“Senator Tom Cotton Repeats Fringe Theory of Coronavirus Origins,” lamented the Times, before accusing Cotton of contributing to an “infodemic.”
“Tom Cotton keeps repeating a coronavirus conspiracy theory that was already debunked,” explained the Post, which later issued issued a correction that still characterized the theory as “fringe.”
The Daily Beast declared that he was promoting a “Coronavirus Conspiracy Theory Dismissed by Actual Scientists.”
Tom Nichols, a cable news “conservative” who has since been rewarded with a staff writer position at The Atlantic, approached Cotton’s comments even more scornfully. When Cotton pointed out to detractors that he had not said that the virus had originally been developed as a bioweapon by the Chinese government, and that there were several hypotheses worth exploring, Nichols responded by calling it an example of “why arguing with a conspiracy theorist rarely goes well.”
“It gives the person advancing the theory to keep repeating it ‘just as a hypothesis,’ as Cotton does here. Every time you ask him, he’ll repeat it, say it’s unlikely, and then say he’s just asking questions,” continued Nichols. One might wonder if such questions are worth being asked — especially by the press. But Nichols left that to Cotton, instead opting to mock the senator for doing so.
Anne Applebaum, also a staff writer for The Atlantic as well as a member of the advisory panel for the Global Disinformation Index, compared Cotton’s comments to those of “Soviet propagandists who tried to convince the world that the CIA invented AIDS.”
In 2020, thanks to her attacks on Cotton (who was on his way to owning the New York Times that summer), the author of the 2003 book Gulag: A History was now receiving compliments from people who are very, very much pro-gulag:
In October of 2020, David P. Goldman, aka “Spengler” explored “Anne Applebaum’s Pride and Prejudice:”
Boris Johnson a crypto-fascist? Who but the overwrought Ms. Applebaum noticed! She would have a pint at the pub with Johnson when she was Deputy Editor of the Spectator and he was Mayor of London, but since then she has discovered that the Prime Minister is a liar, a home-wrecking philanderer, and a budding authoritarian due to Applebaum’s opposition to Brexit. She claims that the rising fascists of the British Isles duped their compatriots into voting Leave by lying about money that might be saved for the National Health Service.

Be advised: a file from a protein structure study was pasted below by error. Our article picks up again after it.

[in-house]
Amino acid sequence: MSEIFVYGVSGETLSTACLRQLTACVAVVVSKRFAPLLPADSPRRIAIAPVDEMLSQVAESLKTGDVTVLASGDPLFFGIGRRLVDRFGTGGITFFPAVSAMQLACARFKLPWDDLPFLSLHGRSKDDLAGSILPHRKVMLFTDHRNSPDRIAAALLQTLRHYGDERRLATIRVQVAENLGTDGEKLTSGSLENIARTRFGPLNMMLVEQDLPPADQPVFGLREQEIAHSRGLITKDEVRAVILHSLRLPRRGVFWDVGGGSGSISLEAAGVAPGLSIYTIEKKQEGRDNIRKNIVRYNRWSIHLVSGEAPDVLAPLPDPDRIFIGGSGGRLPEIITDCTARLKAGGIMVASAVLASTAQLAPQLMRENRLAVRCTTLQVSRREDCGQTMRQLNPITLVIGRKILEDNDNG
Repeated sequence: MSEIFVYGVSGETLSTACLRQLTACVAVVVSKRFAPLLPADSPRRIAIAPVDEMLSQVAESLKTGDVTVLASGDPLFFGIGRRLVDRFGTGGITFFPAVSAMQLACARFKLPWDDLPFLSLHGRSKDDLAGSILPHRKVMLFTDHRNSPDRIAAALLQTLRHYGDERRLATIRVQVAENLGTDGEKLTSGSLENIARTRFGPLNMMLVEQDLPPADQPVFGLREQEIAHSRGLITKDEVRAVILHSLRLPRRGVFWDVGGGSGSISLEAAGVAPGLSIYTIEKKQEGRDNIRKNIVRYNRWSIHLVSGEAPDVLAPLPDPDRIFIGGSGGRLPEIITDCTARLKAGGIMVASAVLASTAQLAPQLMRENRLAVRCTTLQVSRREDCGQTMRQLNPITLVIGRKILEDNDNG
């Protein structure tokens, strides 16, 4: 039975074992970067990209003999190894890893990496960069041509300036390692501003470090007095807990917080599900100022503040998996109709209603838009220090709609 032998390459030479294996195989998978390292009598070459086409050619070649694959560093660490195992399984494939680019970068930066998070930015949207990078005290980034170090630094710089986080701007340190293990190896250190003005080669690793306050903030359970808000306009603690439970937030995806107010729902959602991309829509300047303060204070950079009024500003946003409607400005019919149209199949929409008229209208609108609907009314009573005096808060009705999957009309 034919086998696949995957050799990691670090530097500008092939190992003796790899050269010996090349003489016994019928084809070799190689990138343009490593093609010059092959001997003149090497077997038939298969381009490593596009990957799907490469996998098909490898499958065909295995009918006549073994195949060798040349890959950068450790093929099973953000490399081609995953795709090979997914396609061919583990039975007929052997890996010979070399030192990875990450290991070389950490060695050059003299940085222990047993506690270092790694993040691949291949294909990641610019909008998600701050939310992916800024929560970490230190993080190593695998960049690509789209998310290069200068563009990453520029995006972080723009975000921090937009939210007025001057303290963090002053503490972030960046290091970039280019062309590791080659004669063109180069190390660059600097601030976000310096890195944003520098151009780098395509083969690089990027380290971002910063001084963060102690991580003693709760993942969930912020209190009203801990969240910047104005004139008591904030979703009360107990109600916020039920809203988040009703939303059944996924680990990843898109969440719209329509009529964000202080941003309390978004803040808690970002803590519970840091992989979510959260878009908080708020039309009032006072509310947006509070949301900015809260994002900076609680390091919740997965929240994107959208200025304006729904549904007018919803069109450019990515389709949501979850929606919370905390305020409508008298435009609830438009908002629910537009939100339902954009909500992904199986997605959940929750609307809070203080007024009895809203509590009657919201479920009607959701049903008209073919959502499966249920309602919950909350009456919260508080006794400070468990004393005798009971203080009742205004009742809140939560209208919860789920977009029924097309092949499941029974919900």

This account of Brexit, like everything else in the book, is utterly mendacious. Whatever one thinks of the “Leave” party’s case, Britain faced an authentic crisis over European Community-mandated immigration. Applebaum does not mention that Britain was inundated by 300,000 Romanian and Bulgarian immigrants after those impoverished countries joined the EC in 2014, nor that Britain petitioned the EC in vain for relief from mass immigration. Democracy appeals to Applebaum only when people vote the way she thinks they should. In a textbook example of what William Empson called unintended irony, she champions the imperious, unelected bureaucracy of the European Community as the savior of democracy against alleged authoritarians who won a popular plebescite by a margin of 52 to 48 percent.
Leo Strauss ridiculed the sort of polemical caricature he dubbed reductio ad Hitlerum, and if it is possible to write a caricature of a caricature, Applebaum has managed it. She trots out Hannah Arendt’s idea of the “authoritarian personality,” that is a lonely individual who “without any other social ties to family, friends, comrades or even mere acquaintances, derives his sense of having a place in the world only from his belonging to a movement, his membership in the party.’” Along with Arendt, Applebaum quotes the Marxist critic Theodor Adorno, who claimed that a bias towards authoritarianism stemmed from such personality traits as repressed homosexuality. Whether one takes Arendt and Adorno seriously or not, when they used the term “authoritarian personality” they meant to reference actual supporters of Hitler and Stalin who murdered tens of millions of people.
Applebaum then substitutes the qualifier “illiberal” for “authoritarian,” expecting the reader to assume that they are the same thing. If that sounds incoherent, it is not my fault. What she means by an “illiberal” is someone who “wants to undermine courts in order to give himself more power.” This refers to Poland’s Law and Justice Party, which denied her husband Radek Sikorski a hoped-for ministerial position by the nefarious means of winning a popular election. The reader is expected to make the leap from Polish judicial reform to death camps.
Fortunately, by the following year, Applebaum was finally able to right the ship, and once again spot a true totalitarian bent on world domination:
As Robert Shibley quipped at Instapundit on July 30th, 2021, “If This is True, ‘Democracy’ Deserves it.”
by Ed Driscoll
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